Australian Government's Response

The Australian Government is supporting open access to public sector information, which includes all government reports, scholarly publications and data. The recent Gov 2.0 report recommends that all government information should be "open, accessible and reusable".

Department of Finance, Government Response to the Report of the Government 2.0 Taskforce Report, Engage: Getting on with Government 2.0, May 2010.In December 2015 the Australian Government released two related initiatives, the National Science and Innovation Agenda (NISA) and the Public Data Policy Statement (PDPS).  Prior to this, the Australian Government’s position on data (meaning both government data and research data) was  fragmented across agencies.  The underlying premise of the new policies is that data which has been paid for using public money is now to be considered an asset with potential benefits for researchers, business and beyond.  The PDPS also recognises those benefits cannot be fully realised  without proper data management, standards, licences, repositories and services to ensure the data can be discovered, shared and reused effectively.

NISA has many references to data and the opportunities around its clever reuse. The PDPS recognises the potential for innovation which can only be realised by increasing access to public data, including both the data behind the administrative functions of government as well as the data that comes  from publicly funded research. This quote from the PDPS outlines the importance of the other (non-publication) outputs: “Australia’s capacity to remain competitive in the digital economy is contingent upon its ability to harness the value of data.”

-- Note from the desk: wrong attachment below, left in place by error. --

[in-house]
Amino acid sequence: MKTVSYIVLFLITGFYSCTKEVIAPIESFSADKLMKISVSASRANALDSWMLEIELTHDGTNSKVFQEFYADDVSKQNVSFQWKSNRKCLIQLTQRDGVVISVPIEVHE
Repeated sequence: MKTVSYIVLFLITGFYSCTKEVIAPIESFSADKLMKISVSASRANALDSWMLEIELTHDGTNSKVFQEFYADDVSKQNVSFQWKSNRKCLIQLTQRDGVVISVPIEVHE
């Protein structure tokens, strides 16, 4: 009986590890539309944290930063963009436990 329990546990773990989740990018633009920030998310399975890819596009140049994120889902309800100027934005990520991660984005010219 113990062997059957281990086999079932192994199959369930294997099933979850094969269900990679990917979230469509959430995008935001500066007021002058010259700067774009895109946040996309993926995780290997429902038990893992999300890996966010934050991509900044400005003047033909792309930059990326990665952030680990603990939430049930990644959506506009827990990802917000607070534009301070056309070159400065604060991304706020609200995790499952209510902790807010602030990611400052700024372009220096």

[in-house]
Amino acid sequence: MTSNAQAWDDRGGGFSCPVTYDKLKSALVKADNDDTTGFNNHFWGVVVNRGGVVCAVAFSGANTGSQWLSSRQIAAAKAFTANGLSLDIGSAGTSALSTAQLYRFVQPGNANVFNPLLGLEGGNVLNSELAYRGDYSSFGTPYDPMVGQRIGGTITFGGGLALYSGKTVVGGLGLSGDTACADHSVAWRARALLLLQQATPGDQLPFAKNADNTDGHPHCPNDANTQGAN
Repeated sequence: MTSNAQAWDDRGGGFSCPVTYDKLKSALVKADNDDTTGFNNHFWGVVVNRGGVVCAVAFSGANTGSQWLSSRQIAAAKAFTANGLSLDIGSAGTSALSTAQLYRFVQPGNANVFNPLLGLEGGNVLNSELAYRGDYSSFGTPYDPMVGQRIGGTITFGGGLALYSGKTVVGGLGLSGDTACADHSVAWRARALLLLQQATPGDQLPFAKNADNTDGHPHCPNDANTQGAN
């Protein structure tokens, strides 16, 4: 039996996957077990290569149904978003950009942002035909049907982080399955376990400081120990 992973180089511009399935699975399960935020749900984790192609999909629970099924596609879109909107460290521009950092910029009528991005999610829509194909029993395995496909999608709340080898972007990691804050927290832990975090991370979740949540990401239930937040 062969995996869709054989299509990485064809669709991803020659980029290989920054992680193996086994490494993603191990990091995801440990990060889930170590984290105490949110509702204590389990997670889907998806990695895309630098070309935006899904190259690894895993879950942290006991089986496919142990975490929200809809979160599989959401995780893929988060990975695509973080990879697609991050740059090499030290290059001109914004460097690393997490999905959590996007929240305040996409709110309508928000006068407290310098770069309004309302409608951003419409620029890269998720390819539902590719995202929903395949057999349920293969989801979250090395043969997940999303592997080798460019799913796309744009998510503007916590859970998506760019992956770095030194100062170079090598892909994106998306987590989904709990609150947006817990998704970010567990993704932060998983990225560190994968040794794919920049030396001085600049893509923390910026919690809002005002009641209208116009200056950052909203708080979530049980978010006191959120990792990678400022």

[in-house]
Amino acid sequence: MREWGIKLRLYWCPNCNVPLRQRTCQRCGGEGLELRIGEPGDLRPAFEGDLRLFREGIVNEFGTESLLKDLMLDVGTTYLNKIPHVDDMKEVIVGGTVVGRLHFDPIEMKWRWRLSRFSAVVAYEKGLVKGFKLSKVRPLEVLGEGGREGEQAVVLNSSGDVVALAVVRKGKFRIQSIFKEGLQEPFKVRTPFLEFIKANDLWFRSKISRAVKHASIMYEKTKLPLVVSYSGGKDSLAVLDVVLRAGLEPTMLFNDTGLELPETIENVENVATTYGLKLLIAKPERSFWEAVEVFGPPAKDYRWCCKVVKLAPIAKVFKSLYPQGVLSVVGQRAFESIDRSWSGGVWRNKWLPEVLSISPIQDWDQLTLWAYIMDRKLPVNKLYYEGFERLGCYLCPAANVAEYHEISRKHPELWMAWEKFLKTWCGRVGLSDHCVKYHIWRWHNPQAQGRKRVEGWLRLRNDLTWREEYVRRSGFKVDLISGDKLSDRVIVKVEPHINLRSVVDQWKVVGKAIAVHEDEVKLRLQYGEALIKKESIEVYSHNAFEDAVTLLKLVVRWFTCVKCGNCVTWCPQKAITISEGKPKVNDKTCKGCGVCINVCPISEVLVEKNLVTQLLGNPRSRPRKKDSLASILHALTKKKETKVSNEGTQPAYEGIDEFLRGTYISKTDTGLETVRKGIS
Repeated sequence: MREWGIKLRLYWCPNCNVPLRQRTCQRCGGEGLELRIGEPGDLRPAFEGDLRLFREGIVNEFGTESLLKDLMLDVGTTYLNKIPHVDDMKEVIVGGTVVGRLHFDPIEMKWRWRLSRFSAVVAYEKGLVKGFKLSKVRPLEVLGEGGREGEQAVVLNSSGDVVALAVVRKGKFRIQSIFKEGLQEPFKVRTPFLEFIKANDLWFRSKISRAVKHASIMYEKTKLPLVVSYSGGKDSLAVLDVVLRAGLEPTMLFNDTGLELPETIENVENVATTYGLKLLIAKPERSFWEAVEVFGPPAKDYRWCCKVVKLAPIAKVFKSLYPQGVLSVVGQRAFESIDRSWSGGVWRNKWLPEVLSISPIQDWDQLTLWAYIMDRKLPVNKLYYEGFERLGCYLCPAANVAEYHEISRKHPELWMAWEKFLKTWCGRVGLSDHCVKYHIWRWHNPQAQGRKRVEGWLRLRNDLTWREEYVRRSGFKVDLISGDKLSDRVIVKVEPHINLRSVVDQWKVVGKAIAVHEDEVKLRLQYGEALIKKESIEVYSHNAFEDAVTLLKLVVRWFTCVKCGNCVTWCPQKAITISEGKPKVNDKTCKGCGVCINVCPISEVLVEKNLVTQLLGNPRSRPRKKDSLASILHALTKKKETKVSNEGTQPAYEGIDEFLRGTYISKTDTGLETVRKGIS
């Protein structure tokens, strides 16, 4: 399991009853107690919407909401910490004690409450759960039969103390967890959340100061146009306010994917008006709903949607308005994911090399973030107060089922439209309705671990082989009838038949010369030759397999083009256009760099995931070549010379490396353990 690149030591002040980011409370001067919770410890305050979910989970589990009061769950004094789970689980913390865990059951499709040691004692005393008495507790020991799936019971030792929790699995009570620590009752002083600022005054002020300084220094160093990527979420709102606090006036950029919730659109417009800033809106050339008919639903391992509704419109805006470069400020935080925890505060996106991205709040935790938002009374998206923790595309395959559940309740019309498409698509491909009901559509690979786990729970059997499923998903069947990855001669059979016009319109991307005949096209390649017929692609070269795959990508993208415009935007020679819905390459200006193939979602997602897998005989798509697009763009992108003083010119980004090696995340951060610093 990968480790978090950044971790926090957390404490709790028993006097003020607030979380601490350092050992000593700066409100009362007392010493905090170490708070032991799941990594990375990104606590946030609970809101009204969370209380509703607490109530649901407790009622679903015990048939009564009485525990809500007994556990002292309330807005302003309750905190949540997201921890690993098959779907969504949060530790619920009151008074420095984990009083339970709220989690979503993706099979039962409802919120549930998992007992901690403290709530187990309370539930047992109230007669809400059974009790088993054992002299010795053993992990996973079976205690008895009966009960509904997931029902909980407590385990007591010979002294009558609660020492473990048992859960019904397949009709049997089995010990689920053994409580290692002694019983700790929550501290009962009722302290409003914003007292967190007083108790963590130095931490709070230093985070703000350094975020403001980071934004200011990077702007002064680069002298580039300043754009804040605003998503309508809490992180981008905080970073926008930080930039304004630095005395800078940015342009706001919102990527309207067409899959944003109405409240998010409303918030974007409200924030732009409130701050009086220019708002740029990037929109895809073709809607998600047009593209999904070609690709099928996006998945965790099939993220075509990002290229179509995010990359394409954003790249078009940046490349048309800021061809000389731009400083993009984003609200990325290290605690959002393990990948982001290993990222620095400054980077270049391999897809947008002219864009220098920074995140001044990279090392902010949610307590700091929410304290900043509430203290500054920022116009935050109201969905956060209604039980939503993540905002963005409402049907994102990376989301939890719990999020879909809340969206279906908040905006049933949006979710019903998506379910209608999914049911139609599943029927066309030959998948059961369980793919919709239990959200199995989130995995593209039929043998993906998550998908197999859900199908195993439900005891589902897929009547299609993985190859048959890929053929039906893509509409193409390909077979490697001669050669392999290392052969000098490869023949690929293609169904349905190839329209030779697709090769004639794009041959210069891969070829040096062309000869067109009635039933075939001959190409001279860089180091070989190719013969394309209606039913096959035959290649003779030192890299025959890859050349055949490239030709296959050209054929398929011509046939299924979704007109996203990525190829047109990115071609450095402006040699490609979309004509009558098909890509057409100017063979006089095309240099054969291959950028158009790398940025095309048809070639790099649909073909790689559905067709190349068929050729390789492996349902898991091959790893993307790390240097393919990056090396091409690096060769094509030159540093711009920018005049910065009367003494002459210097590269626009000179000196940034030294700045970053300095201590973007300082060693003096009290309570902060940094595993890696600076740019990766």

For further information

There is much written about the scholarly communications lifecycle and the issue of open access. These two studies were conducted under the auspices of JISC.

  1. Swan, A. (2008). Key Concerns within the Scholarly Communication Process: Report to the JISC Scholarly Communications Group.
  2. Houghton, J., B. Rasmussen, et al. (2009). Economic Implications of Alternative Scholarly Publishing Models: Exploring the costs and benefits, Loughborough University. Palmer, C. L., L. C. Teffeau, et al. (2009). Scholarly Information Practices in the Online Environment: Themes from the Literature and Implications for Library Service Development,    ARL.

Thanks are due to Alma Swan for her permission to adapt some of her concepts.